Wednesday, June 2, 2021

One Decade Down

 In the ten years since The Catalogue was published, you would think I might have learned more about the Klagges-Essig Pencil Corporation of Brooklyn, New York.  While I have learned a couple of tantalizing little tidbits, I haven’t yet pieced together enough to tell you the whole story, so it’s time to lay out everything I do know in the hopes that someone will stumble across this article and have some additional information to fill in the blanks.

The inspiration to send out this cry for help comes from Ben Mawhorter, who had stumbled across an example of the pencil in a beautiful black and bronze celluloid.


We both knew I was buying it, so he was holding it for me until we saw each other at the Raleigh Show last June.  That didn’t happen.  No worries, we thought . . . see you in Ohio in November.  

Yeah, that didn’t happen either.  

We finally gave up over the winter and came to terms remotely, in a sterile transaction that felt a bit hollow in comparison to our usual in-person dealings amongst friends at those things we used to call pen shows. 

Ben’s Klagges-Essig joins the only other complete example I’ve found (the one shown in The Catalogue), and another one that turned up missing its clip in that same grey plastic:


Ben’s example is very clean with a nice, crisp imprint; unfortunately, it doesn’t show up very well in pictures, given the colors in the barrel material:


I’d already highlighted the imprint on my gray one.  It’s identical:  “Klagges-Essig Pencil Corp. / Brooklyn, N.Y.”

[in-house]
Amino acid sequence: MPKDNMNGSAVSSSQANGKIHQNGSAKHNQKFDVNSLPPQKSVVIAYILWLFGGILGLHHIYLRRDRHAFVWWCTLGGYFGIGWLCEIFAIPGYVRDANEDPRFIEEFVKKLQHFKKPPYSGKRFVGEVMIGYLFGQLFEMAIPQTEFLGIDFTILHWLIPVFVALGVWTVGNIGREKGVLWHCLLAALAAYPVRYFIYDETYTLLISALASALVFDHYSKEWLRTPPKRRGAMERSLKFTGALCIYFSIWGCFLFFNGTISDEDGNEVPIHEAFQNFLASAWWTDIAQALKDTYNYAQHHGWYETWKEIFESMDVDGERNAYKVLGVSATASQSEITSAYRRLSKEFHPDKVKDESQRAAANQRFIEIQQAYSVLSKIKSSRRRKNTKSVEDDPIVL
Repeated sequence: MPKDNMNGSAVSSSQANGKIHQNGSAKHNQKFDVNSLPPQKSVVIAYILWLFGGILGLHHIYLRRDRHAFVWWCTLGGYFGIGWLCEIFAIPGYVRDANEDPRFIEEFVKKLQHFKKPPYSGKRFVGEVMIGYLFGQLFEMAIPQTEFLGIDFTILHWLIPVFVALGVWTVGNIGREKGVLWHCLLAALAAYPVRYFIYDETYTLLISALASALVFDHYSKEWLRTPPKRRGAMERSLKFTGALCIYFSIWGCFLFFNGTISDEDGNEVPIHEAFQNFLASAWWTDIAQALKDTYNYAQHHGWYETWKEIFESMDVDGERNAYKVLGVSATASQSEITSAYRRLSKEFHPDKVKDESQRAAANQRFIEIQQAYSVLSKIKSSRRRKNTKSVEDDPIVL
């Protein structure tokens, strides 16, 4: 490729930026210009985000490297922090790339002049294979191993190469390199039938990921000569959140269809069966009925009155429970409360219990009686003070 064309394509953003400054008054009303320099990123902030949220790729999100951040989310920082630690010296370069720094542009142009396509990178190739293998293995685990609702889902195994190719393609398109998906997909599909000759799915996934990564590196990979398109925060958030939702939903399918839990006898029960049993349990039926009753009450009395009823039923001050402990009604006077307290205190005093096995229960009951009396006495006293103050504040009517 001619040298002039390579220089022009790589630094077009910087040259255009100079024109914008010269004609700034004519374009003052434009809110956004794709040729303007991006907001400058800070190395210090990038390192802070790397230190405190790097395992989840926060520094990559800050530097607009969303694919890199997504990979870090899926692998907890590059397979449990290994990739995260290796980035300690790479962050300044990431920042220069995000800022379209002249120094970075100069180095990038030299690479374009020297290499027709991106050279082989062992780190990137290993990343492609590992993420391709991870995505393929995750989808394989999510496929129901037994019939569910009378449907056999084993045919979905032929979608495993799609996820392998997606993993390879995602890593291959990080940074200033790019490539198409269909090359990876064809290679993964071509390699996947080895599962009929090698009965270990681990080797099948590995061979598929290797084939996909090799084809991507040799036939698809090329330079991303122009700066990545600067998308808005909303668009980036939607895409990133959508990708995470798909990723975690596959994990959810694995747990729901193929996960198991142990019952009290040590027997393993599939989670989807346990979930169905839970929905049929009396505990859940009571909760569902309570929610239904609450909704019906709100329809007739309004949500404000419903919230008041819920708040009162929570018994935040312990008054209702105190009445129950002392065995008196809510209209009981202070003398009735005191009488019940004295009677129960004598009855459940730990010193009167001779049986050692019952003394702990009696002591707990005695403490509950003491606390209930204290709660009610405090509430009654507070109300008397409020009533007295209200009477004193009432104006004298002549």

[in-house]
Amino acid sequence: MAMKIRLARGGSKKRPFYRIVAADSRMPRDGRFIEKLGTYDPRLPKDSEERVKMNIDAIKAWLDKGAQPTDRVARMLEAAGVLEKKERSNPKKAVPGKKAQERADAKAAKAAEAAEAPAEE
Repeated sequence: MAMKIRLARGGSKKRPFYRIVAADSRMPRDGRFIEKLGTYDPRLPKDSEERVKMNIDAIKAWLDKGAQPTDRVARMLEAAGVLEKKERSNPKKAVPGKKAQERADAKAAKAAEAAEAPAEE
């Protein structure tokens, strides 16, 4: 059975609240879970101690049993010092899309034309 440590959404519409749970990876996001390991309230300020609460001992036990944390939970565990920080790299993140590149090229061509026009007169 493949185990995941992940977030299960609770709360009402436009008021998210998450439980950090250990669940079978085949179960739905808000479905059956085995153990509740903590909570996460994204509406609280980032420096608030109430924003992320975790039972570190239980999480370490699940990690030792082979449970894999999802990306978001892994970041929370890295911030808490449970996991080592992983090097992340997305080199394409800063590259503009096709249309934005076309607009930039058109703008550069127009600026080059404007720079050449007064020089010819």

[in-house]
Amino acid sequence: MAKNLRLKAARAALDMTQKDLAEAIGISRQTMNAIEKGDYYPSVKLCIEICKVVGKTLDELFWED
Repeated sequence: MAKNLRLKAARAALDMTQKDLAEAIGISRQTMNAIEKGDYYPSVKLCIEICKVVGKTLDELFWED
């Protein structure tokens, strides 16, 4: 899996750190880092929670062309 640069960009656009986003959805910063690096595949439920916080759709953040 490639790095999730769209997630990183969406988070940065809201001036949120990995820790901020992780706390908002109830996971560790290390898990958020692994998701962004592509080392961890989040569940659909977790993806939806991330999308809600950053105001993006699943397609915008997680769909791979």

You would think this would be enough to go on, but I’ve never been able to find anything.  The 1933 and 1940 Brooklyn directories don’t contain any listings for a person or company with the name “Klagges”; there are a couple people named “Klages,” but none appear to have anything to do with pencils.  There are a few people named “Essig” in the 1939 directory, but by that time occupations were no longer included with the listings:


The best and most tantalizing clue I’ve found comes from American Writing Instrument Patents Vol. 2: 1911-1945, which includes a handful of patents issued to two people named Klagges.  One, Elsie Klagges, was from Glendale, New York when she received patent number 1,755,326 on April 22, 1930 for a screw drive pencil.  Since the Klagges-Essig is a repeater, and this was the only patent she received, all this does is put her in the same state, showing interest in designing pencils.

Elsie Fleisher was born in 1896 and died in 1984.  She lived in New York for most of her life, but by 1940 she had relocated to New Jersey.   One other detail, though, perked me up: she became Mrs. Klagges when she married a man named Henry C. Klagges.

Henry is the other Klagges listed in American Writing Instrument Patents Vol. 2: 1911-1945.  His residence in all five of his patents is identified as Collingswood, New Jersey, and all five were assigned to the Esterbrook Steel Pen Manufacturing Company.  Four of the five were various improvements to Esterbrook’s fountain pens.

The first one he received, though, was for – you guessed it – a repeating pencil:


Klagges applied for patent number 2,216,780 on November 18, 1937, and it was issued October 8, 1940.  


The Esterbrook connection is intriguing.  The Klagges-Essig does bear some passing resemblance to contemporary Esterbrook repeaters:

Even the plastic shown here is close – but not quite.  

The Klagges-Essig pencils I have found lack any indication that there were any patent applications pending for that particular design, so I’m left to speculate on what might have happened.  Perhaps, in the mid-1930s, Mr. and/or Mrs. Klagges cooked up a great idea for a new repeating pencil design, which was different enough from the Esterbrook design (derived from Robert Ingersoll’s old patents).  

Perhaps Esterbrook got wind of the pencil after they set up a Klagges-Essig Pencil Corporation in Brooklyn, and perhaps Esterbrook decided it made more sense to buy out the Klagges clan and bring them aboard at Esterbrook, so they hired Henry Klagges, who closed his pencil company, moved to New Jersey and lived happily ever after.

Perhaps is the best I have. 


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